Nokia Corporation (NYSE:NOK) has put itself behind the proverbial 8-ball in the smartphone market. First, it is already working with a large deficit in brand saturation, as Apple Inc. (NASDAQ:AAPL) iOS and Google Inc. (NASDAQ:GOOG) Android phones have seized a majority of the smartph0ne space over the last couple of years. In the meantime, Nokia Corporation (NOK) fell behind with its Symbian operating system, and its subsequent decision to dump that in favor of a relatively unproven mobile Windows OS from Microsoft Corporation (NASDAQ:MSFT).
And Nokia Corporation (NYSE:NOK) didn’t help matters when it “botched” its big Lumia unveiling in New York City earlier this month with virtually no mention of release dates, prices and/or carriers of the new flagship 820 and 920 smartphone models which are set to run the new Windows Phone 8 operating system by Microsoft Corporation (MSFT). This lack of information for consumers certainly hurt investors in Nokia Corporation (NYSE:NOK) stock – including billionaire fund manager Paul Tudor Jones of Tudor Investment Corp., who put in a new stake of $1.6 million during the June quarter – because the stock price immediately plunged during and after the launch event. Not a good omen.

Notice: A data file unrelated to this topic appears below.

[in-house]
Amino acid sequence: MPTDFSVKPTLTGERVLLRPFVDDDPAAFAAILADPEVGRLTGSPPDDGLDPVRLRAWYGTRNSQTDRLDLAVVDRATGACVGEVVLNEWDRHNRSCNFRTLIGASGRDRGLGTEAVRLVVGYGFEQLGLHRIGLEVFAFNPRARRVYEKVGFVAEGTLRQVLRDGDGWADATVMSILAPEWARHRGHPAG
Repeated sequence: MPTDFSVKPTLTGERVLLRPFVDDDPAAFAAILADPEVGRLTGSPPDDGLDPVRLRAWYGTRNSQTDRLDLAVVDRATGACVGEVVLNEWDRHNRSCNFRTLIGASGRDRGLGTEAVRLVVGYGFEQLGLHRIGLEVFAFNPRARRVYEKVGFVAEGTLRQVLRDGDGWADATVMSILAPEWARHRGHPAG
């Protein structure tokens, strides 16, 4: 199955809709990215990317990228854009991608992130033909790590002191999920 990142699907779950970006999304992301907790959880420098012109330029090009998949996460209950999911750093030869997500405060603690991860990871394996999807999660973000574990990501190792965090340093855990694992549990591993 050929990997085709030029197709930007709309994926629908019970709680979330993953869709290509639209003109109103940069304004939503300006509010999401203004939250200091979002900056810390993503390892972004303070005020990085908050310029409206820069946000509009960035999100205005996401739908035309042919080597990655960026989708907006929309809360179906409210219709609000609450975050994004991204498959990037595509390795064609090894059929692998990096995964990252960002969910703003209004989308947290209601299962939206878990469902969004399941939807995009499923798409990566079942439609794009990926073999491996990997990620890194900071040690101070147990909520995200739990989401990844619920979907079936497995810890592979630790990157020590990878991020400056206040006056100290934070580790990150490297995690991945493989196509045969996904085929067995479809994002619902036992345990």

Finally, though, Nokia Corporation (NYSE:NOK) released some of that missing information – though it applies mainly to Europe, where the smatphones are due to hit store shelves in November, which is about in line with the expected launch of Windows Phone 8. The company also announced that it is working with virtually every major carrier in Europe to provide the phones, and said they would retail for about $650 for the 820 model and about $770 for the 920.
Nick Dillon, an analyst with tech research firm Ovum, said, “It does seem on the high side but then again these are early, pre-availability prices so we may actually see the actual price in the shops when it releases come down.” Considering the iPhone 5 is retailing for about $800 in Europe and the Galaxy SIII by Samsung Electronics Co. Ltd. is also around $770 while being in the market since May, and that the Nokia Corporation (NOK) Lumia phones are running an unproven mobile OS, Nokia may have to lower prices in order to compete.
However, Ben Wood of CSS Insight says there may not be much room for price lowering for Nokia Corporation (NYSE:NOK), citing several new technologies like larger screens, wireless charging and wireless data transfer. “I’m sure that Nokia is pricing its new Lumias as aggressively as it can, but at the same time it needs to maintain pricing integrity,” he said.
Whether the new technology will be enough to justify the price risk for consumers will be a vital question for the future health of Nokia Corporation (NYSE:NOK).